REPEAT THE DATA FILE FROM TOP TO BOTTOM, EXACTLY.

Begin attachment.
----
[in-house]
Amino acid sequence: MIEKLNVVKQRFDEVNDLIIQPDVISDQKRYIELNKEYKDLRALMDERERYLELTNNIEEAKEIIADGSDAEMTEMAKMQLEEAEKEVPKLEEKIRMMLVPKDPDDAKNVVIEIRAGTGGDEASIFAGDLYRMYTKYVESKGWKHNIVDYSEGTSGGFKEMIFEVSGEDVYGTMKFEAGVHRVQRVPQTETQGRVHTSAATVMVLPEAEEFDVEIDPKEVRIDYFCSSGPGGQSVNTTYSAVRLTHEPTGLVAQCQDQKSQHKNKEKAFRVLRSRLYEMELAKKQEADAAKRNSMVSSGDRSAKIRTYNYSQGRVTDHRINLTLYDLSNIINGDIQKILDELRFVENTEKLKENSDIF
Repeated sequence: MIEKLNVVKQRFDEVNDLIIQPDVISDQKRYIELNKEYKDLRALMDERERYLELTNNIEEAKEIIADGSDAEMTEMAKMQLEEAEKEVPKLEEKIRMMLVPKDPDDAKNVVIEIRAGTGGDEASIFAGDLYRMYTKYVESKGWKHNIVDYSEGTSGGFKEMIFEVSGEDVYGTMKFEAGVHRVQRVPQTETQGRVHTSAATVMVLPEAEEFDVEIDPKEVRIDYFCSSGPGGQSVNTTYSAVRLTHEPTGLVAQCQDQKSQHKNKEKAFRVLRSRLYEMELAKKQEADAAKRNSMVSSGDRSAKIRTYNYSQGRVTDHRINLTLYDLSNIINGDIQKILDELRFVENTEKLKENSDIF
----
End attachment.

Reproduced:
[in-house]
Amino acid sequence: MIEKLNVVKQRFDEVNDLIIQPDVISDQKRYIELNKEYKDLRALMDERERYLELTNNIEEAKEIIADGSDAEMTEMAKMQLEEAEKEVPKLEEKIRMMLVPKDPDDAKNVVIEIRAGTGGDEASIFAGDLYRMYTKYVESKGWKHNIVDYSEGTSGGFKEMIFEVSGEDVYGTMKFEAGVHRVQRVPQTETQGRVHTSAATVMVLPEAEEFDVEIDPKEVRIDYFCSSGPGGQSVNTTYSAVRLTHEPTGLVAQCQDQKSQHKNKEKAFRVLRSRLYEMELAKKQEADAAKRNSMVSSGDRSAKIRTYNYSQGRVTDHRINLTLYDLSNIINGDIQKILDELRFVENTEKLKENSDIF
Repeated sequence: MIEKLNVVKQRFDEVNDLIIQPDVISDQKRYIELNKEYKDLRALMDERERYLELTNNIEEAKEIIADGSDAEMTEMAKMQLEEAEKEVPKLEEKIRMMLVPKDPDDAKNVVIEIRAGTGGDEASIFAGDLYRMYTKYVESKGWKHNIVDYSEGTSGGFKEMIFEVSGEDVYGTMKFEAGVHRVQRVPQTETQGRVHTSAATVMVLPEAEEFDVEIDPKEVRIDYFCSSGPGGQSVNTTYSAVRLTHEPTGLVAQCQDQKSQHKNKEKAFRVLRSRLYEMELAKKQEADAAKRNSMVSSGDRSAKIRTYNYSQGRVTDHRINLTLYDLSNIINGDIQKILDELRFVENTEKLKENSDIF